“One big stack and you’d be buying a new downtube. One big jump and the fork and the downtube would bend,” explains Bontrager. “So there was a real need for an approach to building that would actually strengthen the frame. I tried to do that everywhere on the frame.”
First things first—Bontrager TIG-welded his frames. None of that classic brazing here. Ever the professor, Bontrager compared brazed joints and TIG-welded joints and learned about what happens in the thermal history of the process. He found that adding gussets to TIG-welded frames enabled him to redistribute loads and build a much stronger bike
Which leads us to the subject of gussets: They were plastered all over the frame—what seemed, at the time, like huge slices of metal were welded to the toptube, downtube and chainstays. Gussets are de rigeur today but back then they looked positively garish. They also, however, were part of the reason the Race Lite weighed a scant (for the time) 3.9 pounds yet proved nigh bullet-proof.
To the underside of the Race Lite’s driveside chainstay, Bontrager welded an anti-chainsuck plate. Did it look pretty? It did not. Did it keep your chain from gouging the hell out of your chainstay. It sure did. He used 4130 plate drop outs, which were homely, but, he argued, stronger than the softer, forged drop outs of the day. Wait—how many forged dropouts actually broke back then? Look, the Race Lite was an exercise in overkill—a meticulous, finely-crafted exercise in overkill, which was at least half its charm.
I could go on and on here, but here’s the point—a lot of the things that seem standard today were rare back in the `90s, yet absolutely part and parcel of every Bontrager Race Lite. The gussets, the sloping top tube, the top-tube cable routing…there were other small, innovative builders (including Richard Cunningham and Charlie Cunningham) and I’m not taking anything away from any of them, but Keith Bontrager and his Race Lite deserve a heartfelt nod for carrying the banner in a very big way during the mid nineties.
The Race Lite was, simply put, years ahead of its time. It also rode a treat. Many of those sexy, beer-can aluminum bikes would rattle the prostate right out of you if the descent was rocky enough. The Race Lite was, by comparison, smooth and surefooted. The rare featherweight heavyweight, if you will.THE TRAGIC ENDING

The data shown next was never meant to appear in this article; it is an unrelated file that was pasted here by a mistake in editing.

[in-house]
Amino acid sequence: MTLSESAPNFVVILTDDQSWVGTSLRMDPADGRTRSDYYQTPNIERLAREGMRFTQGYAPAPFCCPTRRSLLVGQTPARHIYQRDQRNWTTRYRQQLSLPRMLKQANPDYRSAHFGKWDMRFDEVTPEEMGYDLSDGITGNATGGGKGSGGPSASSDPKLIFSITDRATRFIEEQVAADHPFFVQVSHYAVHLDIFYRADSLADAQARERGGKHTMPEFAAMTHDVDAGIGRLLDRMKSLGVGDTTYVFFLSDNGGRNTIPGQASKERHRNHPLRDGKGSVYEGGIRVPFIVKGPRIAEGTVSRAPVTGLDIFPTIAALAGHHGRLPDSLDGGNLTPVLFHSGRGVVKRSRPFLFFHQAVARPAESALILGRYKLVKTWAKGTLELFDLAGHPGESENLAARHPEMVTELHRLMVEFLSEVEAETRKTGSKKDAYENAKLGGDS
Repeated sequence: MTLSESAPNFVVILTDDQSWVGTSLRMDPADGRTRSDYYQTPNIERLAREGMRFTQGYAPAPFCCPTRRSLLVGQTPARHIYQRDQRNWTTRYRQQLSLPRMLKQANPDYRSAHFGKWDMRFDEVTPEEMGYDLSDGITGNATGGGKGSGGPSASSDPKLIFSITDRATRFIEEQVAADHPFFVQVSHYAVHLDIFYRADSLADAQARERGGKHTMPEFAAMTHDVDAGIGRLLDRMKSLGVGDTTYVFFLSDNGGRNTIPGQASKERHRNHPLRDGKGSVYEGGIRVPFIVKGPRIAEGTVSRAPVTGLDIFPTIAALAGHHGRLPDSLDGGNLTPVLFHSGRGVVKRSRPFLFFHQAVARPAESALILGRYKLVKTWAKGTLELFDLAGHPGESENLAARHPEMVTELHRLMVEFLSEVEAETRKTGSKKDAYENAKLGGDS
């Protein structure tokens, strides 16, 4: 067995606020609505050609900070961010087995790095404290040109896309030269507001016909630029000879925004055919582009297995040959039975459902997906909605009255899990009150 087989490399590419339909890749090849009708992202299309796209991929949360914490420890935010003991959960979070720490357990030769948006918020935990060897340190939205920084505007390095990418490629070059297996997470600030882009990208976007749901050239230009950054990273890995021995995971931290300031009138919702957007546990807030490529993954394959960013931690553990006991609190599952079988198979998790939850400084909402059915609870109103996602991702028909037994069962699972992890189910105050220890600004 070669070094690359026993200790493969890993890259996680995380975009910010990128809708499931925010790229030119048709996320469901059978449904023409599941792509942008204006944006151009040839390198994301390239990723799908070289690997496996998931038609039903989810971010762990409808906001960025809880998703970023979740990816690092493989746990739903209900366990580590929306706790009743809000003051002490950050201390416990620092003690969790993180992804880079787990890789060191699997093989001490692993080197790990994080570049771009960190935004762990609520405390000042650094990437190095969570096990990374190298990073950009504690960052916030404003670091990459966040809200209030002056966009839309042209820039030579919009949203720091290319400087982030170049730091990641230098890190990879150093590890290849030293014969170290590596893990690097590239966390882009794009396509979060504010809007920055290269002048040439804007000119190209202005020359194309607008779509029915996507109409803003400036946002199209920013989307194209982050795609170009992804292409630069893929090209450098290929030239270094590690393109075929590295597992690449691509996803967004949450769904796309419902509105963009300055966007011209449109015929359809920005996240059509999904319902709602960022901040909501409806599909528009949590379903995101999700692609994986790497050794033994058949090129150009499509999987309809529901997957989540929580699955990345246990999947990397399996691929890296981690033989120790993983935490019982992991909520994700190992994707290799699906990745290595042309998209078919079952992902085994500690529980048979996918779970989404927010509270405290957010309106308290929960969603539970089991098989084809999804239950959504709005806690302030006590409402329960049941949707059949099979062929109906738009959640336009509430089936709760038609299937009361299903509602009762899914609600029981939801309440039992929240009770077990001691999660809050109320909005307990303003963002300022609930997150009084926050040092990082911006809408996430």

So, why did the bike disappear if it really was so awesomely ahead of the curve? Lots of reasons, really. For starters, Trek Bicycles had gone on a shopping spree and picked up several hot, boutique brands, including Gary Fisher, Klein, Icon and, in 1995, Bontrager.
For many riders, much of the appeal of owning a Race Lite was that they were owning something handcrafted in ever-so-hip Santa Cruz. People wanted a bike built in Keith’s garage. They didn’t want bikes built in… Waterloo, Wisconsin.
It’s worth noting that Trek employed capable welders back in the day—they made some damn fine steel frames out there in Waterloo. Moreover, the Race Lite and the slightly heavier Race models were always made in Santa Cruz (only the Privateer models were made in Wisconsin). Perception, however, can be a real bitch and the public perception in the late `90s was that Bontrager Race Lites were no longer Bontrager Race Lites. Reality be damned.
The last Race Lite frames rolled out of Santa Cruz in 1998. It was the end of an era and, you might contend, entirely inevitable. The tide was simply shifting. Hardtails, even those of the fat-tubed variety, were losing ground to full-suspension bikes, which grew progressively less sucky with each passing model year. People wanted suspension. Or they wanted inexpensive-to-produce aluminum hardtails with oversized tubing and meticulously-engineered buzzwords. Simple as that. It’s hard to argue with history.
This much is indisputable—the Race Lite was years ahead of its time and truly deserving of its cult status. To this day, Race Lites command serious dollars on the resale market.
People collect and cherish Bontragers while the vast majority of the Race Lite’s flashier contemporaries are largely forgotten, consigned to the local landfill.
That says it all.